A man who churned up part of a cricket pitch with his car has paid £100 to help repair the grass.
The 22-year-old, from Chesterfield, has handed over the cash and apologised to staff for the incident at the town’s Queen’s Park cricket ground and park.
Police spoke with park workers who reported the incident and they said they would be happy if the costs of repairing the damage were recovered.
The crime was dealt with under the restorative justice initiative.
PC Stephen O’Callaghan, of the Chesterfield Town Safer Neighbourhood Policing Team said: “The man admitted damaging the ground and apologised.
“He agreed to pay for the repairs in line with the request of the park staff.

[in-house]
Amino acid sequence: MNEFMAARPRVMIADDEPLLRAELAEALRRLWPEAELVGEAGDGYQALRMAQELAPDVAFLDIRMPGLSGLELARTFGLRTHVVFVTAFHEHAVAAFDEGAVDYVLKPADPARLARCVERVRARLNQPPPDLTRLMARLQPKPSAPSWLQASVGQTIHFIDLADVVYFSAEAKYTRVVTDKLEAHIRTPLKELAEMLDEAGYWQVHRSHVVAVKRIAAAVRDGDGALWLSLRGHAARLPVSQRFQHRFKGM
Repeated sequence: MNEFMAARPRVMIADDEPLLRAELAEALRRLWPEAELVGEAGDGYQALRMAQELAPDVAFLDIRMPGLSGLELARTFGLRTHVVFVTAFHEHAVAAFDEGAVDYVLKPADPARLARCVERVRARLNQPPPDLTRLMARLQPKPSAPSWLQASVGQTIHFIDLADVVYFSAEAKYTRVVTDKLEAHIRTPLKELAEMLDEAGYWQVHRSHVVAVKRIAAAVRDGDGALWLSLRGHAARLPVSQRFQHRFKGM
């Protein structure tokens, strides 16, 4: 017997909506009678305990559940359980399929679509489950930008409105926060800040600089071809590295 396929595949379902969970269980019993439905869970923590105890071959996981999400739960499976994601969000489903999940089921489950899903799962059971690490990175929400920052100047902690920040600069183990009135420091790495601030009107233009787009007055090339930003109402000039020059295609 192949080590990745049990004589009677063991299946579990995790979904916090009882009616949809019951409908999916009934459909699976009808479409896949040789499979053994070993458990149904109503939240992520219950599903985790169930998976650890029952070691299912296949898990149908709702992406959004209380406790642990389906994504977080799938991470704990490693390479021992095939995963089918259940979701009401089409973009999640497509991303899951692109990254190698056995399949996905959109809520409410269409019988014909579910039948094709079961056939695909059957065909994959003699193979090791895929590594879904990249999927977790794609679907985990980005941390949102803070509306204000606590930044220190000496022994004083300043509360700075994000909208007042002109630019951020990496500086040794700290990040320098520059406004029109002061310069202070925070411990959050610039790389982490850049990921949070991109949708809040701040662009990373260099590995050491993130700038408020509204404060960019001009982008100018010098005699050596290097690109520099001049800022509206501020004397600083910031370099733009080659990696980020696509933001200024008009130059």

“By using restorative justice we aim to find a positive solution which encourages people to face up to their actions and provides them with a chance to do something to repair any harm caused.”
Restorative justice - introduced in Derbyshire in 2009 - aims to reduce bureaucracy and create a ‘positive outcome’ from crime in line with victims’ wishes.
It also prevents the case from going through the court process.
Officers have been trained to use their professional judgement based on their discretion, policing experience and skills to resolve incidents.
Crimes which are resolved using restorative justice are still recorded as usual but dealt with in a more proportionate way, said police.